I'm not going to lie, this is possibly the worst winter rainstorm that I have seen hit the Northeast in 6 seasons of coverage, though 3 years ago in 2020 we had an awful one that followed a record breaking snowfall that dropped over 40" in parts of PA, NY, VT, and NH only to see all of it melt by Christmas with the addition of a wet slide at Belleayre that damaged their lodge and other slides were reported at Mount Snow also that day. We may well see problems again with many ski areas subject to unobstructed onshore flow receiving from 3" to 6" of rain by the end of today. This is bad news and I don't like covering rain in the winter for obvious reasons. Snow of course brings more excitement, stoke, and sells more subscriptions for Snowology. I'd say I'm moving to Canada out of frustration but I'm afraid they're going to get royally kanucked too.
There will be some winners in the far western areas of the Northeast where they will net some additional base, and there's a snowfall map for Premium Subscribers in the Recovery section.
Unfortunately we were trending above average on natural snowpack generally from the Killington latitude and north, but that's going to change. Yesterday the Mount Mansfield snow stake was showing 38" of snow, but that's also going to change. This is what modeled snow depth looked like yesterday morning and the mountains themselves do generally trend higher.
I'm going to cover both the washout and the recovery, and yes, we will recover. The recovery part will only be for Premium Subscribers.
Let's start off with a 36 hour simulated radar loop from the NAM3K showing Monday through noon on Tuesday. There is some back end snow and we'll get to that in the recovery part.
If that looks like a lot of friggin rain, it is. The worst of it will be in Eastern Pennsylvania, Eastern New York, and New England. Let's take a look at what the National Blend of Models (NBM) shows for rain.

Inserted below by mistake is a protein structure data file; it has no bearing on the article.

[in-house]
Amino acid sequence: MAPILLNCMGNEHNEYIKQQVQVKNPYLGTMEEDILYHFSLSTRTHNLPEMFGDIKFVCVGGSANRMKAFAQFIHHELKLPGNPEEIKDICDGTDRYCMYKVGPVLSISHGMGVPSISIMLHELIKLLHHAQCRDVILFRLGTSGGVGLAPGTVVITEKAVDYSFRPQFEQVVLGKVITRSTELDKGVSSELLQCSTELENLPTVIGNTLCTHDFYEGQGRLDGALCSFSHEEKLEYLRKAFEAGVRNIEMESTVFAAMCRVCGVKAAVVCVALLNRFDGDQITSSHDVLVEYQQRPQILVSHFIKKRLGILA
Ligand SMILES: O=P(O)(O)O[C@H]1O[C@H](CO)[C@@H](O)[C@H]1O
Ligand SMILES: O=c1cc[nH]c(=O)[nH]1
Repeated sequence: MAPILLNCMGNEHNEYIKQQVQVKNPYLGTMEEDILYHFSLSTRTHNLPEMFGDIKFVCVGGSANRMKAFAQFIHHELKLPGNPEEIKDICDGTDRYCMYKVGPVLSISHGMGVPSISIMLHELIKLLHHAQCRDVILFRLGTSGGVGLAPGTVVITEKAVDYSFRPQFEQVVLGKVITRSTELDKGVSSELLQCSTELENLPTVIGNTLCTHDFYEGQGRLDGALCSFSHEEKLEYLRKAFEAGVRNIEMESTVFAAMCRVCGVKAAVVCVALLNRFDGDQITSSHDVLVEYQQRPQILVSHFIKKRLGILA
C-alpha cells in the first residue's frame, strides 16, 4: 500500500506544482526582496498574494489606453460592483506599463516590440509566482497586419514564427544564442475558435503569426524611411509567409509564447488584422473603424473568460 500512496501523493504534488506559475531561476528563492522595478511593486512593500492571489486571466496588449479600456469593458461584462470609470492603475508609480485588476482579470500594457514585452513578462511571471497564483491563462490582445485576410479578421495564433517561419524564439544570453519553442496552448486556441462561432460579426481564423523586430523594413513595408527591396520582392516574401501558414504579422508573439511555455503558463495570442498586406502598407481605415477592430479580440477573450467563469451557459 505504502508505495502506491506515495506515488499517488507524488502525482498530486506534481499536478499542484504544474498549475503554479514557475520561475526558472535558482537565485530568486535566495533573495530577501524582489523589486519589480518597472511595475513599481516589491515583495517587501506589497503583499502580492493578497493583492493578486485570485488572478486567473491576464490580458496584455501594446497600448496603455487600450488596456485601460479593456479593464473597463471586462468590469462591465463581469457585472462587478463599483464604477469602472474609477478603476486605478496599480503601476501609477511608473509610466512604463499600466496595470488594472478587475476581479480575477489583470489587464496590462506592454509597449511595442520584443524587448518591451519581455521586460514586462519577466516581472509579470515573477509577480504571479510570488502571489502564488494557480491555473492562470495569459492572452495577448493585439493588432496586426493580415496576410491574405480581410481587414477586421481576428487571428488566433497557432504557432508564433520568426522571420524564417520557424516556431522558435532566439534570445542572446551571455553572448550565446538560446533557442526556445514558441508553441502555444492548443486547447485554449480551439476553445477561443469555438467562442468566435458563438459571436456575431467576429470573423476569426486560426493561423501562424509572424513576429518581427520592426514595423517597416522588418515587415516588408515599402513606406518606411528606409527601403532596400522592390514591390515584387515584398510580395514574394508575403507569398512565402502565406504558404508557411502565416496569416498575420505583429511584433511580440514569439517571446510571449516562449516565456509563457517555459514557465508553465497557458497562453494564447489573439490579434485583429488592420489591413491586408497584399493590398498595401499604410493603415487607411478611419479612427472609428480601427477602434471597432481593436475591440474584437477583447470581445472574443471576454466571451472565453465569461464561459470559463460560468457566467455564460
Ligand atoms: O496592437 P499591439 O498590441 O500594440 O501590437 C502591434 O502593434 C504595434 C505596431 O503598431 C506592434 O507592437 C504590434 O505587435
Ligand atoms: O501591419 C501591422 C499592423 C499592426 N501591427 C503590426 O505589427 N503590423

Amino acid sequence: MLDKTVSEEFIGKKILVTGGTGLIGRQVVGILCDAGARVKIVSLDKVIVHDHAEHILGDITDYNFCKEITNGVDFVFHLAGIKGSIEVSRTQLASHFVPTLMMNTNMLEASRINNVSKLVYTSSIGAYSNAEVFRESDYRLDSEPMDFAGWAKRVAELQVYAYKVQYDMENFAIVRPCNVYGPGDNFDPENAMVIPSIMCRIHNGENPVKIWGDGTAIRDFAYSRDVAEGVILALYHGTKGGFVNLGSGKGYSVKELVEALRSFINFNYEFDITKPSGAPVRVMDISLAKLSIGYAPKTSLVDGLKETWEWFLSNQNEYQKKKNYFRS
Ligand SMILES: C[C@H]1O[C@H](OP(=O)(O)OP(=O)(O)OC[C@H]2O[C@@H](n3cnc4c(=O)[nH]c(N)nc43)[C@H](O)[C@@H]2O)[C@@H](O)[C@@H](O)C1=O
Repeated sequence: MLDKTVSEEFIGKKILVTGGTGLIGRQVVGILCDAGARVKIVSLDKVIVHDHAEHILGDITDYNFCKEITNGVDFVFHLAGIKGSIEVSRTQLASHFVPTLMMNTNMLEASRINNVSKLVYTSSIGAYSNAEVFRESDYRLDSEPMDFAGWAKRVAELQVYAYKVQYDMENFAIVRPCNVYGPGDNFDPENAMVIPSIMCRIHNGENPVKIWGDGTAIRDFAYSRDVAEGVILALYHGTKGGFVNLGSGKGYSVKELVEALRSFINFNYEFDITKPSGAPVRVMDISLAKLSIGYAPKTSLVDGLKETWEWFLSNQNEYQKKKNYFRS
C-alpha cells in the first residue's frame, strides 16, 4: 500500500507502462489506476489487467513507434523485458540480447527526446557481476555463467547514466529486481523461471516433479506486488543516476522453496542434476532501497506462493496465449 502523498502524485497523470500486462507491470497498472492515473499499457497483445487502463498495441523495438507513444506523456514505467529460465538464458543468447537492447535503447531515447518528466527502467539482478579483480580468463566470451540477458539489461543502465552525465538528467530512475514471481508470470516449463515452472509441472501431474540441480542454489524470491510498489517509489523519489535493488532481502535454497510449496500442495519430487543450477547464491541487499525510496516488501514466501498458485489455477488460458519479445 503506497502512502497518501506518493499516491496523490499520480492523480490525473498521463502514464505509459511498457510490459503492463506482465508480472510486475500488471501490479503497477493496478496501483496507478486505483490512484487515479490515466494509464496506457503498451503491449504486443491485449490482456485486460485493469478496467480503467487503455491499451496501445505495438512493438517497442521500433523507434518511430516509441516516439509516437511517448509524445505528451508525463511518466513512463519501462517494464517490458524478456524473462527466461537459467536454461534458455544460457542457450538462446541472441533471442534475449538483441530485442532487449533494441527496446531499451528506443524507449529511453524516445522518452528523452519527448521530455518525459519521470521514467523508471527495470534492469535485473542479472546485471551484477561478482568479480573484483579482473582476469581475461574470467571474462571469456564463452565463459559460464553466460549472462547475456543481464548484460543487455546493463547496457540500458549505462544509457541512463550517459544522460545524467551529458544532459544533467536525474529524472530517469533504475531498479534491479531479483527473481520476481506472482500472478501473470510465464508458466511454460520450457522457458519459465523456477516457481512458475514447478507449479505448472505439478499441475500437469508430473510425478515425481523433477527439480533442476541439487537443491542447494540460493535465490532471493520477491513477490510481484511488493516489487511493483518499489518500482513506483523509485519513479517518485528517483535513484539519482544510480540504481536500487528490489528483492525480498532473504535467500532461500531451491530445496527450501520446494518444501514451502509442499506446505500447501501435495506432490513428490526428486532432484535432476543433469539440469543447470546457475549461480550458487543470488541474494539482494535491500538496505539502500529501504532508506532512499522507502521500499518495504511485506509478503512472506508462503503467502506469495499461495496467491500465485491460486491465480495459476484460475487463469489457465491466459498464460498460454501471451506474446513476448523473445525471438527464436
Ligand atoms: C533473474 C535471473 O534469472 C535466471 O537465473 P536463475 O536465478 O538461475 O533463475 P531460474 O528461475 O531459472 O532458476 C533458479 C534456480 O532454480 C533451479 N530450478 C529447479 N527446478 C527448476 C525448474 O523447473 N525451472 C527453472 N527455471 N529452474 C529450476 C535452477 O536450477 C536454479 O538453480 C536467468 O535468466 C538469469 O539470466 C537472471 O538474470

NWS forecasts are a little more reserved as the mesoscale models do help pump up the NBM a bit in the mix, but don't underestimate the effects of upsloping with rain as they are pretty much the same as what we see with snow. It's hard to choose winners here as 2" of rain in some of the more terrain shielded spots of the Northeast is hardly a win. This will decimate most natural snowpack as well as many trails that have less than a foot of snowmaking depth on them. Those who haven't yet opened in some cases will be set back to square one. Quebec doesn't fare much better unfortunately as the upslope from the St. Lawrence will also wring out extra moisture and all of the glorious snowpack in the Laurentians from Tremblant to Saguenay is going to take a severe beating.
Wind is also an issue and many of the ski areas who chose to stay open today will not be able to run their upper lifts and things like water bars and pooling will also create issues. Whoever manages to operate in this gets a prize honestly, but the ones staying open are only doing so because they have lodging guests and basically never close for weather until they are forced to do so. Here are maximum modeled gusts through 4PM today.
Things are going to be spicy in New England to say the least. With the addition of heavy rain we will likely see widespread power outages and some flooding. Combine that with damage to snowpack and damage from runoff, we are likely to see some ski areas not make it open on Tuesday either, and it could be worse in some cases. This is a bad storm on every front.
Many small and even medium sized ski areas will likely stay closed until at least Friday so that they can focus on rebuilding their terrain and dealing with some of the aftermath. Thankfully we have some snow and cold weather behind this storm and we're going to cover that next.